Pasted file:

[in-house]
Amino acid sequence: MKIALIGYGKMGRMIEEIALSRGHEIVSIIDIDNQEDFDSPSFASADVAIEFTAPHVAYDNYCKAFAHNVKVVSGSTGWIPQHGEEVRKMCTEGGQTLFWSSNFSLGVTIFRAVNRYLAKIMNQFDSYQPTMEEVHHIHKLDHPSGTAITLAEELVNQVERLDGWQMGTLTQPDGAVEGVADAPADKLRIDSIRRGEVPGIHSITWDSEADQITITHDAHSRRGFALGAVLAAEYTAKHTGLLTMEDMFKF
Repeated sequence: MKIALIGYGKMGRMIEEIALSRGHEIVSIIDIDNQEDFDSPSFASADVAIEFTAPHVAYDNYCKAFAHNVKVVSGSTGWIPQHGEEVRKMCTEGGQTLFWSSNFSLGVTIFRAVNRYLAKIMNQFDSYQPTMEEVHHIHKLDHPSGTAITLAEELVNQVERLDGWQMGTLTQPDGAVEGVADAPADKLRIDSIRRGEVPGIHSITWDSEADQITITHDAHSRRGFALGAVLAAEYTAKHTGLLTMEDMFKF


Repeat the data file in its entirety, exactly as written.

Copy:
[in-house]
Amino acid sequence: MKIALIGYGKMGRMIEEIALSRGHEIVSIIDIDNQEDFDSPSFASADVAIEFTAPHVAYDNYCKAFAHNVKVVSGSTGWIPQHGEEVRKMCTEGGQTLFWSSNFSLGVTIFRAVNRYLAKIMNQFDSYQPTMEEVHHIHKLDHPSGTAITLAEELVNQVERLDGWQMGTLTQPDGAVEGVADAPADKLRIDSIRRGEVPGIHSITWDSEADQITITHDAHSRRGFALGAVLAAEYTAKHTGLLTMEDMFKF
Repeated sequence: MKIALIGYGKMGRMIEEIALSRGHEIVSIIDIDNQEDFDSPSFASADVAIEFTAPHVAYDNYCKAFAHNVKVVSGSTGWIPQHGEEVRKMCTEGGQTLFWSSNFSLGVTIFRAVNRYLAKIMNQFDSYQPTMEEVHHIHKLDHPSGTAITLAEELVNQVERLDGWQMGTLTQPDGAVEGVADAPADKLRIDSIRRGEVPGIHSITWDSEADQITITHDAHSRRGFALGAVLAAEYTAKHTGLLTMEDMFKF